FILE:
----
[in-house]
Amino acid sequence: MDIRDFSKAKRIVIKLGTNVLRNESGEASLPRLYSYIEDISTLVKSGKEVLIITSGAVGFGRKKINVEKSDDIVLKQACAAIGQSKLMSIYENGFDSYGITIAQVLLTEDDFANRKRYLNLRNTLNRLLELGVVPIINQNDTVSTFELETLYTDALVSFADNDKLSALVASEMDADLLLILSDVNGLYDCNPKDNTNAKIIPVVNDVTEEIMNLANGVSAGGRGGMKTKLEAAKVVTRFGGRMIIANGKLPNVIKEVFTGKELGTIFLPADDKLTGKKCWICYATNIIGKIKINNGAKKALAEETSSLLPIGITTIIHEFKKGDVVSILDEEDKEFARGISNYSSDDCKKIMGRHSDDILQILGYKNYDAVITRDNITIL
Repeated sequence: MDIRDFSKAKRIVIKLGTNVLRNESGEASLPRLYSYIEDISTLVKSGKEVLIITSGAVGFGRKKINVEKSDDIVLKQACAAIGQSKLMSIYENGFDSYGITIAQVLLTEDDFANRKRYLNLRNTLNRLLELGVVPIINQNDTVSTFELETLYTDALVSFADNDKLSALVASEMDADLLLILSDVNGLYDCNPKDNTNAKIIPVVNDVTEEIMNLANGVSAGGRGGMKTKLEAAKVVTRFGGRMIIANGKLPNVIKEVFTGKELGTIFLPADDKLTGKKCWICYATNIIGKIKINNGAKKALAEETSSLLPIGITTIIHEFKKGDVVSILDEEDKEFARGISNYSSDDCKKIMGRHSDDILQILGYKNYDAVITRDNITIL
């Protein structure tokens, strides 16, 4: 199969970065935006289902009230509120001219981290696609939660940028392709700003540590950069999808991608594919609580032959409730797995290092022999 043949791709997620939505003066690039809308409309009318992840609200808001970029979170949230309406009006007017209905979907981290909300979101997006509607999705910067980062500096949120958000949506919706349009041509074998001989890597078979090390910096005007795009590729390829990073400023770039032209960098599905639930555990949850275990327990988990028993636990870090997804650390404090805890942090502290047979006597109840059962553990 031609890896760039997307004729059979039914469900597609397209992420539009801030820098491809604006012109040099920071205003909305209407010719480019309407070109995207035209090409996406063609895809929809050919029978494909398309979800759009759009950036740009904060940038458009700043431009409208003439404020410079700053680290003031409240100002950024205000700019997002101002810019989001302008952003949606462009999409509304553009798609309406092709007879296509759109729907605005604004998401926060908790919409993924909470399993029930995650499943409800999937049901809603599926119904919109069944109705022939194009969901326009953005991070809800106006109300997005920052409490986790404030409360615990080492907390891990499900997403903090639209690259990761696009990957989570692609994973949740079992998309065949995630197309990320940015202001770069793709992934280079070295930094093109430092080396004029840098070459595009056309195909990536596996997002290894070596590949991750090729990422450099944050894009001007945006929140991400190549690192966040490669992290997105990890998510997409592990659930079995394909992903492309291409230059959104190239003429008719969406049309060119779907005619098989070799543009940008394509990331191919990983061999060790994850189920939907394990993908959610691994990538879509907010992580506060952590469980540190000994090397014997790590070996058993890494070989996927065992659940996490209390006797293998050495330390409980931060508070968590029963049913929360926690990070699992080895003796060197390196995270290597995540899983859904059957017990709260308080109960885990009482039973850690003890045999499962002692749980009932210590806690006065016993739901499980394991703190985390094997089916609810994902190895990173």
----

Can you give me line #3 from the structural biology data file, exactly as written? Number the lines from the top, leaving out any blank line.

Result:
Repeated sequence: MDIRDFSKAKRIVIKLGTNVLRNESGEASLPRLYSYIEDISTLVKSGKEVLIITSGAVGFGRKKINVEKSDDIVLKQACAAIGQSKLMSIYENGFDSYGITIAQVLLTEDDFANRKRYLNLRNTLNRLLELGVVPIINQNDTVSTFELETLYTDALVSFADNDKLSALVASEMDADLLLILSDVNGLYDCNPKDNTNAKIIPVVNDVTEEIMNLANGVSAGGRGGMKTKLEAAKVVTRFGGRMIIANGKLPNVIKEVFTGKELGTIFLPADDKLTGKKCWICYATNIIGKIKINNGAKKALAEETSSLLPIGITTIIHEFKKGDVVSILDEEDKEFARGISNYSSDDCKKIMGRHSDDILQILGYKNYDAVITRDNITIL